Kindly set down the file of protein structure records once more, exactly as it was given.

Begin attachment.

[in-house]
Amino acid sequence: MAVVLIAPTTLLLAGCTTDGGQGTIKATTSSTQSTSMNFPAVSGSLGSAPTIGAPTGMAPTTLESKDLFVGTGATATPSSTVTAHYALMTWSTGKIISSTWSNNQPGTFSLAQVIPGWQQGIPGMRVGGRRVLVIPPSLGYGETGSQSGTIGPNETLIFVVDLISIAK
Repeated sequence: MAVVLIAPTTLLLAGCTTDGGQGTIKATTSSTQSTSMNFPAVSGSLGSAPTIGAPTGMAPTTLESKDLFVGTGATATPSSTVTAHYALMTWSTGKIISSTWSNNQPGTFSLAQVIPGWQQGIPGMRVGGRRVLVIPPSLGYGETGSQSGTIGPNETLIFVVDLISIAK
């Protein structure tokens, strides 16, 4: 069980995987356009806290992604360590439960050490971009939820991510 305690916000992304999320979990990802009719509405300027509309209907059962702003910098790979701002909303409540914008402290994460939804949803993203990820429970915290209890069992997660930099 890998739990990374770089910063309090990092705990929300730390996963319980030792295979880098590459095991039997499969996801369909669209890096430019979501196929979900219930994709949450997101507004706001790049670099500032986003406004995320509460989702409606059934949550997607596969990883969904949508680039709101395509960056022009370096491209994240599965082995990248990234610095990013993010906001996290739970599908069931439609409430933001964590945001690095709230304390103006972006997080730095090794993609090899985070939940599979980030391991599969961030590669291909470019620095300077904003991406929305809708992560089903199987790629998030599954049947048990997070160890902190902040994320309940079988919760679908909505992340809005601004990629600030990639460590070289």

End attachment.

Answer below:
[in-house]
Amino acid sequence: MAVVLIAPTTLLLAGCTTDGGQGTIKATTSSTQSTSMNFPAVSGSLGSAPTIGAPTGMAPTTLESKDLFVGTGATATPSSTVTAHYALMTWSTGKIISSTWSNNQPGTFSLAQVIPGWQQGIPGMRVGGRRVLVIPPSLGYGETGSQSGTIGPNETLIFVVDLISIAK
Repeated sequence: MAVVLIAPTTLLLAGCTTDGGQGTIKATTSSTQSTSMNFPAVSGSLGSAPTIGAPTGMAPTTLESKDLFVGTGATATPSSTVTAHYALMTWSTGKIISSTWSNNQPGTFSLAQVIPGWQQGIPGMRVGGRRVLVIPPSLGYGETGSQSGTIGPNETLIFVVDLISIAK
């Protein structure tokens, strides 16, 4: 069980995987356009806290992604360590439960050490971009939820991510 305690916000992304999320979990990802009719509405300027509309209907059962702003910098790979701002909303409540914008402290994460939804949803993203990820429970915290209890069992997660930099 890998739990990374770089910063309090990092705990929300730390996963319980030792295979880098590459095991039997499969996801369909669209890096430019979501196929979900219930994709949450997101507004706001790049670099500032986003406004995320509460989702409606059934949550997607596969990883969904949508680039709101395509960056022009370096491209994240599965082995990248990234610095990013993010906001996290739970599908069931439609409430933001964590945001690095709230304390103006972006997080730095090794993609090899985070939940599979980030391991599969961030590669291909470019620095300077904003991406929305809708992560089903199987790629998030599954049947048990997070160890902190902040994320309940079988919760679908909505992340809005601004990629600030990639460590070289």